Who’s to Blame for Palestinian Despair?


Like many hothead progressives around the world, I preach
antiracism, teach multiculturalism and recognize the United States to
be a politically and culturally imperialistic society.

Proper revolutionary that I am, I have no problem with
guerrilla warfare against oppressive regimes, and I fully recognize that
“terrorism” can be a political term used to invalidate the violent behavior of
one group and justify that of another.

One might say I’m an all-around, groovy radical. And yet,
I’ve got a major problem with compassion for Palestinian suicide bombers
blowing up Israeli citizens.

Sure, progressive folk cluck in sympathy when the leg of an
Israeli girl flies clear across a pizzeria or when the spine of an Israeli boy
gets sliced by shrapnel. This sound of distress, however, often is accompanied
by an undertone of accusation: It is Israel’s fault, the narrative goes, that
these tragedies happen; by creating Palestinian desperation, Israel has created
Palestinian terrorism.

Clearly, Palestinians are suffering, and their situation
must be remedied — the sooner the better. The question is, who was responsible
for creating their situation and who is accountable for remedying it?

The Arab world is called just that for a reason: Beginning
in the Arabian Peninsula about 1,300 years ago, Arab Muslims launched a brutal
campaign of invasion and conquest, taking over lands across the Middle East and
North Africa. Throughout the region, Kurds, Persians, Berbers, Copts and Jews
were forced to convert to Islam under the threat of death and in the name of
Allah.

Jews were one of the few indigenous Middle Eastern peoples
to resist conversion to Islam, the result being they were given the status of
dhimmi — legally second-class, inferior people. In the best of circumstances,
Jews were spared death but forced to endure an onslaught of humiliating legal
restrictions — forced into ghettos, prohibited from owning land, prevented from
entering numerous professions and forbidden from doing anything to physically
or symbolically demonstrate equality with Arab Muslims.

When dhimmi laws were lax and Jews were allowed to
participate to a greater degree in their society, the Jewish community would
flourish, both socially and economically. On numerous occasions, however, the
response to that success was a wave of harassment or massacre of Jews
instigated by the government or the masses.

This dynamic meant that the Jews lived in a basic state of
subservience: They could participate in the society around them, they could
enjoy a certain degree of wealth and status and they could befriend their Arab
Muslim neighbors, but they always had to know their place.

The Arab-Israel relationship and the current crisis occur in
the greater context of a history in which Arab Muslims have oppressed Jews for
1,300 years. Most recently, anti-Jewish riots erupted throughout the Arab world
in the 1930s and 1940s.

Jews were assaulted, tortured, murdered and forced to flee
from their homes of thousands of years. Throughout the region, Jewish property
was confiscated and nationalized, collectively worth hundreds of millions of
dollars at the time.

Yet the world has never witnessed Middle Eastern and North
African Jews blowing themselves up and taking scores of Arab innocents with
them out of anger or desperation for what Arab states did to the Jewish people.

Despite the fact that there were 900,000 Jewish refugees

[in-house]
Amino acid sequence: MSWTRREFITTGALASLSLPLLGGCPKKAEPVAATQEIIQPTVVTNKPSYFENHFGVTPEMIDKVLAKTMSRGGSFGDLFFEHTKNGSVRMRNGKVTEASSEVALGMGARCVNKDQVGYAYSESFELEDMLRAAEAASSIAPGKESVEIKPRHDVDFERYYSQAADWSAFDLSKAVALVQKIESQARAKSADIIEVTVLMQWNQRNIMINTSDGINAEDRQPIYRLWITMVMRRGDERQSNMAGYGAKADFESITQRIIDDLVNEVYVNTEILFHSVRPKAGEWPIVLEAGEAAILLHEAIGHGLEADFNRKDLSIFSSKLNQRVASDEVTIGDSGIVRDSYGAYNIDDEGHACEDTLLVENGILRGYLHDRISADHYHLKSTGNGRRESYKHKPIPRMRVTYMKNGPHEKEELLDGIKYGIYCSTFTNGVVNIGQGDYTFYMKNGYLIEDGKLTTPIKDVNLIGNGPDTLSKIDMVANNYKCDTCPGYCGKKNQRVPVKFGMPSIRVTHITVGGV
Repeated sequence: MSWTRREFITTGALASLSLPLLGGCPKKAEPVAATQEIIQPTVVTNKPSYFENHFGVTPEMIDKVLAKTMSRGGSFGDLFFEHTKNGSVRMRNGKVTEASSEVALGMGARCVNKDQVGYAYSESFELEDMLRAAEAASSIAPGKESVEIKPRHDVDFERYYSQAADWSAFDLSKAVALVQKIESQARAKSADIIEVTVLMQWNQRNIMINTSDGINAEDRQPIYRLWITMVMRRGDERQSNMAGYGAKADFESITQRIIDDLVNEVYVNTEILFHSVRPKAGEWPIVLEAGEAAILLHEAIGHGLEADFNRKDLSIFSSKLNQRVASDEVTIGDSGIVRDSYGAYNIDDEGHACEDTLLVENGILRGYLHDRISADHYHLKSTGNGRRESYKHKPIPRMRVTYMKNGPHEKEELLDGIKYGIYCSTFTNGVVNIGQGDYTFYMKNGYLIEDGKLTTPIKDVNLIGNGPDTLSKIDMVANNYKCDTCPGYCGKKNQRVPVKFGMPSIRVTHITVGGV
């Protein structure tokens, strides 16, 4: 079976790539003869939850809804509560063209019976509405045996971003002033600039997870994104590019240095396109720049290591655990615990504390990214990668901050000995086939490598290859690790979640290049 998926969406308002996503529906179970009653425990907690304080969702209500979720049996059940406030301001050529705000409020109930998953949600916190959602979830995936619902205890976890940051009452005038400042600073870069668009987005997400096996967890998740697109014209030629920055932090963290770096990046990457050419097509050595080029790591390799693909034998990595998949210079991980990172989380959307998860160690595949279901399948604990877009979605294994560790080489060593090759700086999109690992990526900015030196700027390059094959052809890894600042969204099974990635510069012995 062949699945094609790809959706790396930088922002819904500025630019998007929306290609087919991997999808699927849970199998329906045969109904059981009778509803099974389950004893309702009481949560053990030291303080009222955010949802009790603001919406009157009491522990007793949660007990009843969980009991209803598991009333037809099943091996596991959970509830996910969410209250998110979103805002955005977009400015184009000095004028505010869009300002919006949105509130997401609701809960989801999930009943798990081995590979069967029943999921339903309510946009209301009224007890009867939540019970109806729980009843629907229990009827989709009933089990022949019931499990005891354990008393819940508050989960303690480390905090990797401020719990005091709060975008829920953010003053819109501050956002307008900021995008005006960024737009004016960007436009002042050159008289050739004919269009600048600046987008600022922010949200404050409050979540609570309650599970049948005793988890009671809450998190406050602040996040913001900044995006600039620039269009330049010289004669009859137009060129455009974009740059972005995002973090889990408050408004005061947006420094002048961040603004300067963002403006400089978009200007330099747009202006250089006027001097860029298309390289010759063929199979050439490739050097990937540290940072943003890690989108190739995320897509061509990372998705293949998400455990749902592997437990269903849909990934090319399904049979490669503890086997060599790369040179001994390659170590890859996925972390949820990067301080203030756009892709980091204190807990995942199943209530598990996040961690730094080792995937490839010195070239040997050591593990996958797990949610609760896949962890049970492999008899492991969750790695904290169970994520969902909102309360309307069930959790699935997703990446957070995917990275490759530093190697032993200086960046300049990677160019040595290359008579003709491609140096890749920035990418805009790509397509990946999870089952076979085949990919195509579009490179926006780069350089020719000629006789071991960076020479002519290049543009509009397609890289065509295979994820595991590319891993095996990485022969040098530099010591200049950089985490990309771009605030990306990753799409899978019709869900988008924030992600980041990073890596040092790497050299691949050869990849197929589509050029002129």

from throughout the Middle East and North Africa, we do not even hear about a
Middle Eastern/North African Jewish refugee problem today, because Israel
absorbed most of the refugees. For decades, they and their children have been
the majority of Israel’s Jewish population, with numbers as high as 70 percent.

To the contrary, Arab states did not absorb refugees from
the war against Israel in 1948. Instead, they built squalid camps in the West
Bank and Gaza — at the time controlled by Jordan and Egypt — and dumped the
refugees in them, Arabs doomed to become pawns in a political war against
Israel.

Countries such as Syria, Iraq, Saudi Arabia, Libya and
Lebanon funded assaults against Israeli citizens instead of funding basic
medical, educational and housing needs of Palestinian refugee families.

In 1967, Israel inherited the Palestinian refugee problem
through a defensive war. When Israel tried to build housing for the refugees in
Gaza, Arab states led votes against it in U.N. resolutions, because absorption
would change the status of the refugees. But wasn’t that the moral objective?

Israel went on to give more money to the Palestinian
refugees than all but three of the Arab states combined, prior to transferring
responsibility of the territories to the Palestinian Authority in the
mid-1990s. Israel built hospitals and educational institutions for Palestinians
in the territories. Israel trained the Palestinian police force.

And yet, the 22 Arab states dominate both the land and the
wealth of the region. So who is responsible for creating Palestinian
desperation?

Tragically, the Arab propaganda war against Israel has been
a brilliant success, laying on Israel all the blame for the Palestinian refugee
problem. By refusing to hold Arab states accountable for their own actions, by
feeling sympathy for Palestinian suicide bombers instead of outrage at the Arab
propaganda creating this phenomenon, the “progressive” movement continues to
feed the never-ending cycle of violence in the Middle East. Â


Loolwa Khazzoom is the editor of
“The Flying Camel: Essays on Identity by Women of North African and Middle
Eastern Jewish Heritage” (Seal Press), and she is an Israel correspondent for
the Jewish Telegraphic Agency. You can find her on the web at

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